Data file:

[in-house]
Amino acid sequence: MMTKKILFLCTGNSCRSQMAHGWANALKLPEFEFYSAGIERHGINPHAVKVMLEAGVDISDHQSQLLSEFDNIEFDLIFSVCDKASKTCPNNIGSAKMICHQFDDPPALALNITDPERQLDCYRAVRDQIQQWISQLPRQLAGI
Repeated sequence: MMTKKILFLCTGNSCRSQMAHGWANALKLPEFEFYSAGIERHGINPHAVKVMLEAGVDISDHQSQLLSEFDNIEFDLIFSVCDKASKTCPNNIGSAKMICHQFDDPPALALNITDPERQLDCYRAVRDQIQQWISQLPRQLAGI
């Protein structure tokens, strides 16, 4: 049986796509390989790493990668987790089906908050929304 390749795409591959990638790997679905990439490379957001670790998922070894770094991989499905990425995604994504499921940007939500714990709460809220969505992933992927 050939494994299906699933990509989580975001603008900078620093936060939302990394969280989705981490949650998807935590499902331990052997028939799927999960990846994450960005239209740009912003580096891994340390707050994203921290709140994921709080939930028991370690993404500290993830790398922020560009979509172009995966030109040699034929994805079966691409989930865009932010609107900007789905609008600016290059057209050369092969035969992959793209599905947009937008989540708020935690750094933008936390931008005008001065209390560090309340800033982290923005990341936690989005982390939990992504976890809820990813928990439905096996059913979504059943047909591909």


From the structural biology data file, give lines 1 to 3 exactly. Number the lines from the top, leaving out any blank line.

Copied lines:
[in-house]
Amino acid sequence: MMTKKILFLCTGNSCRSQMAHGWANALKLPEFEFYSAGIERHGINPHAVKVMLEAGVDISDHQSQLLSEFDNIEFDLIFSVCDKASKTCPNNIGSAKMICHQFDDPPALALNITDPERQLDCYRAVRDQIQQWISQLPRQLAGI
Repeated sequence: MMTKKILFLCTGNSCRSQMAHGWANALKLPEFEFYSAGIERHGINPHAVKVMLEAGVDISDHQSQLLSEFDNIEFDLIFSVCDKASKTCPNNIGSAKMICHQFDDPPALALNITDPERQLDCYRAVRDQIQQWISQLPRQLAGI